You may have noticed that Siona's pleats are facing inwards. It was an accident on her part but I really like it this way as well and it's something that you can totally do on purpose!


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Kristina and I are part of the rare and exclusive club of people who actually like sitting down and taping print-at-home patterns together. I find it quite relaxing and a bit meditative if I'm honest. It's one of those tasks where you can just tune out and be with your thoughts.

Plus, not to toot my own horn or anything... but I do try to make this an easy task, breaking individual pattern pieces up where it makes sense to do so.

Anyway! Kristina wasn't entirely convinced that she could pull off a pinny since she was no longer at school (I'm not either... but I was never subject to a pinafore school uniform) but I think we can all agree that Pippi is a little bit different. With the shaping included at the bust and waist, Kristina shows there's a wide scope for all shapes, sizes and ages to wear Pippi, and she pulls it off beautifully!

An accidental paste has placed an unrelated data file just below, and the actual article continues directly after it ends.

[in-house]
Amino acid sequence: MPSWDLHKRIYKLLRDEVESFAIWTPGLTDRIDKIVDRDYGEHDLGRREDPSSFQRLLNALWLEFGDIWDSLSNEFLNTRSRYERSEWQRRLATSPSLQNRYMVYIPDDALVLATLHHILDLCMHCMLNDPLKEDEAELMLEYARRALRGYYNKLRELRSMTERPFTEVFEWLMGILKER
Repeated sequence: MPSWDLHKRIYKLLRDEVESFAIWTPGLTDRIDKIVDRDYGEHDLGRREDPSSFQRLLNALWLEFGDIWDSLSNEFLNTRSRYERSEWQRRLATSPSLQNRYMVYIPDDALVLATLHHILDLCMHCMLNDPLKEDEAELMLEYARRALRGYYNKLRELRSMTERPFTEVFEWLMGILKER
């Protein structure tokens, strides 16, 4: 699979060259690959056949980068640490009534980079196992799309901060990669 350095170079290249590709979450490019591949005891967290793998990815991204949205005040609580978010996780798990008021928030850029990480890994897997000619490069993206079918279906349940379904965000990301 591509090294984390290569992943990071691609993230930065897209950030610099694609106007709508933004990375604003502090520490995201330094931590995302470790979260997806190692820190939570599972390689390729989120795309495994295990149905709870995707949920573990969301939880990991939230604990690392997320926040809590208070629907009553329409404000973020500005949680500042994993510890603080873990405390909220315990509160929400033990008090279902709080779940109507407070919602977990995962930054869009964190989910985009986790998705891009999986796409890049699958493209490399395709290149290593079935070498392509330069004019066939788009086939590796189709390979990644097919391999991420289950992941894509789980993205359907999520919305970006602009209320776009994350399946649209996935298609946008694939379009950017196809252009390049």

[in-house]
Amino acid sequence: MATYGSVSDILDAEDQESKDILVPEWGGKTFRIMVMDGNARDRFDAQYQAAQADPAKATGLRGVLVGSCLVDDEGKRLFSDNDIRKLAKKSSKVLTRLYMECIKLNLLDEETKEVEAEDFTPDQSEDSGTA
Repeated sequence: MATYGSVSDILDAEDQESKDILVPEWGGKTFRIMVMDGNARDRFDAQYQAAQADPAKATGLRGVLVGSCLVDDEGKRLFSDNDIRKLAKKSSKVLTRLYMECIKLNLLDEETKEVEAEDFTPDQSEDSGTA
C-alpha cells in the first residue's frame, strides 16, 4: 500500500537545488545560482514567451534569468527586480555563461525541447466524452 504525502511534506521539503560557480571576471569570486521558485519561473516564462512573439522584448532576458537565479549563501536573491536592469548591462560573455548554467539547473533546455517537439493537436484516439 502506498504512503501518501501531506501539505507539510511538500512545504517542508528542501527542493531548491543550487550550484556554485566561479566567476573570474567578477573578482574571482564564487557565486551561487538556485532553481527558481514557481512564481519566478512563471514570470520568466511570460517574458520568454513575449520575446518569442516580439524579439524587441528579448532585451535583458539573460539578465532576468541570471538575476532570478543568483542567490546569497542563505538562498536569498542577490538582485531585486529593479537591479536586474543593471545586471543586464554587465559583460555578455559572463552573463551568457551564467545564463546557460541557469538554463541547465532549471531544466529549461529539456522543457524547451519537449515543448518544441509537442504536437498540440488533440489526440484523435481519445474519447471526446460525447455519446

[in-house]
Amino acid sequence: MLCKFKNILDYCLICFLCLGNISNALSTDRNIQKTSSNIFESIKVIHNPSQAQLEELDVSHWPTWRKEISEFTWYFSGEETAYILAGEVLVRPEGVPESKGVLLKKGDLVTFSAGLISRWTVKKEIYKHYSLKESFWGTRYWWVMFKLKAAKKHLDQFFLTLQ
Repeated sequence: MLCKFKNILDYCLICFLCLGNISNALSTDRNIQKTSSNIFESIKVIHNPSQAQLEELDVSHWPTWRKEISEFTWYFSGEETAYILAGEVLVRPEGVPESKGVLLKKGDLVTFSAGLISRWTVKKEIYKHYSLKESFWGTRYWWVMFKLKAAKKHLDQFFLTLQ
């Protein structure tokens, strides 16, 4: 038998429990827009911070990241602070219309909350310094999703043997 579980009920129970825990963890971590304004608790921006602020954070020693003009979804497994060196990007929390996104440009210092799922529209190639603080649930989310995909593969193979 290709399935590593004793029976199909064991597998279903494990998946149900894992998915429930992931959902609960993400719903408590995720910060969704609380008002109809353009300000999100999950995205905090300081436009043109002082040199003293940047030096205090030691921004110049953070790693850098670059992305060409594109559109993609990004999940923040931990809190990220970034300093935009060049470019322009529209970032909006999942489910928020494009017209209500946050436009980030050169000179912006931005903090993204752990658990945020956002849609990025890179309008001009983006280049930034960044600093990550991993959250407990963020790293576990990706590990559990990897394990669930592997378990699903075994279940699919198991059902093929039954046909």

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Charlotte made her Pippi from a vintage cotton lawn. I've never tried a fabric that light to make Pippi, but Charlotte's version is so pretty and ended up being the perfect garment for balmy summer days.

I'm glad so many people have mentioned the pockets, and Charlotte is no exception, noting that they're a perfect size for your phone. (And I think Siona went as far as adding a chocolate bar and a small bottle of wine?)